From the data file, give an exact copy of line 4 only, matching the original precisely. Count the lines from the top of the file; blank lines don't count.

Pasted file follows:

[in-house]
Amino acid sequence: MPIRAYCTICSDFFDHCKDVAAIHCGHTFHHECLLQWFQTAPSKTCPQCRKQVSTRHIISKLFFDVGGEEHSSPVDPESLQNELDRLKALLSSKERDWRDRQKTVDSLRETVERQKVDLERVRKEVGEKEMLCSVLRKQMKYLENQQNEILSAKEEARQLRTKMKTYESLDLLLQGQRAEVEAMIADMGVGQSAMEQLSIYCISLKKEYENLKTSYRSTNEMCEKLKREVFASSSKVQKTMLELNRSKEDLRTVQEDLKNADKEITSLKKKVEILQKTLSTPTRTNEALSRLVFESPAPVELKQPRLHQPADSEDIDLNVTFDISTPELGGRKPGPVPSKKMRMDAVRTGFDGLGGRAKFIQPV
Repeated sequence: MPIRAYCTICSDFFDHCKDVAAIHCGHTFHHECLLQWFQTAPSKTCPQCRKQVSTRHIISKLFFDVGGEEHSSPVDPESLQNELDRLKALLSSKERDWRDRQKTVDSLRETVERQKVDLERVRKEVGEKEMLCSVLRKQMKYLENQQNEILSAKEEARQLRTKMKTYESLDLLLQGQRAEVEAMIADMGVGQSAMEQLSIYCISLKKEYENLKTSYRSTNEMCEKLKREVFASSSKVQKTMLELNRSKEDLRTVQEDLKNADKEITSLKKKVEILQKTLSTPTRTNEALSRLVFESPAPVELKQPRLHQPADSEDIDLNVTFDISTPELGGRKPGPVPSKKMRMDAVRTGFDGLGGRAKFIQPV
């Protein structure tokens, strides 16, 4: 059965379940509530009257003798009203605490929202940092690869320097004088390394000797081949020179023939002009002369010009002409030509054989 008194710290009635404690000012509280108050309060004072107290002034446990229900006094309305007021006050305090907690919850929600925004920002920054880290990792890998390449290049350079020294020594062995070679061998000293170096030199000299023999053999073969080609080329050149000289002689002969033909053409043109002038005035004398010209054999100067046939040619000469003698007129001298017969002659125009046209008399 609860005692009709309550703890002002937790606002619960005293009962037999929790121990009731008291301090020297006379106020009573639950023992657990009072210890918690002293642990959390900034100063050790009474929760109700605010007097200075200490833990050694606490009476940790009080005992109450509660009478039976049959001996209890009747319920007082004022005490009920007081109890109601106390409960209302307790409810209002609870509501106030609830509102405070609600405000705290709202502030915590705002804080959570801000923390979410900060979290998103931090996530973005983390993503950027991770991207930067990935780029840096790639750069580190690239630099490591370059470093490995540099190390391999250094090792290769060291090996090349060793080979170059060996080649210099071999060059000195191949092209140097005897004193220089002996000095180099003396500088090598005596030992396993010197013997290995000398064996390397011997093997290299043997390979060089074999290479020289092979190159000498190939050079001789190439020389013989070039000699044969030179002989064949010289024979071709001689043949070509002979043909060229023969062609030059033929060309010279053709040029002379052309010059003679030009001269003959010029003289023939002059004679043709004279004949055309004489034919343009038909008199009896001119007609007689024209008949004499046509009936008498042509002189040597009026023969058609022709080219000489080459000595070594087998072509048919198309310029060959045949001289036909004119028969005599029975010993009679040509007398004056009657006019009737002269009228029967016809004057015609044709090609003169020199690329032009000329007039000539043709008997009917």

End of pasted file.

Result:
């Protein structure tokens, strides 16, 4: 059965379940509530009257003798009203605490929202940092690869320097004088390394000797081949020179023939002009002369010009002409030509054989 008194710290009635404690000012509280108050309060004072107290002034446990229900006094309305007021006050305090907690919850929600925004920002920054880290990792890998390449290049350079020294020594062995070679061998000293170096030199000299023999053999073969080609080329050149000289002689002969033909053409043109002038005035004398010209054999100067046939040619000469003698007129001298017969002659125009046209008399 609860005692009709309550703890002002937790606002619960005293009962037999929790121990009731008291301090020297006379106020009573639950023992657990009072210890918690002293642990959390900034100063050790009474929760109700605010007097200075200490833990050694606490009476940790009080005992109450509660009478039976049959001996209890009747319920007082004022005490009920007081109890109601106390409960209302307790409810209002609870509501106030609830509102405070609600405000705290709202502030915590705002804080959570801000923390979410900060979290998103931090996530973005983390993503950027991770991207930067990935780029840096790639750069580190690239630099490591370059470093490995540099190390391999250094090792290769060291090996090349060793080979170059060996080649210099071999060059000195191949092209140097005897004193220089002996000095180099003396500088090598005596030992396993010197013997290995000398064996390397011997093997290299043997390979060089074999290479020289092979190159000498190939050079001789190439020389013989070039000699044969030179002989064949010289024979071709001689043949070509002979043909060229023969062609030059033929060309010279053709040029002379052309010059003679030009001269003959010029003289023939002059004679043709004279004949055309004489034919343009038909008199009896001119007609007689024209008949004499046509009936008498042509002189040597009026023969058609022709080219000489080459000595070594087998072509048919198309310029060959045949001289036909004119028969005599029975010993009679040509007398004056009657006019009737002269009228029967016809004057015609044709090609003169020199690329032009000329007039000539043709008997009917």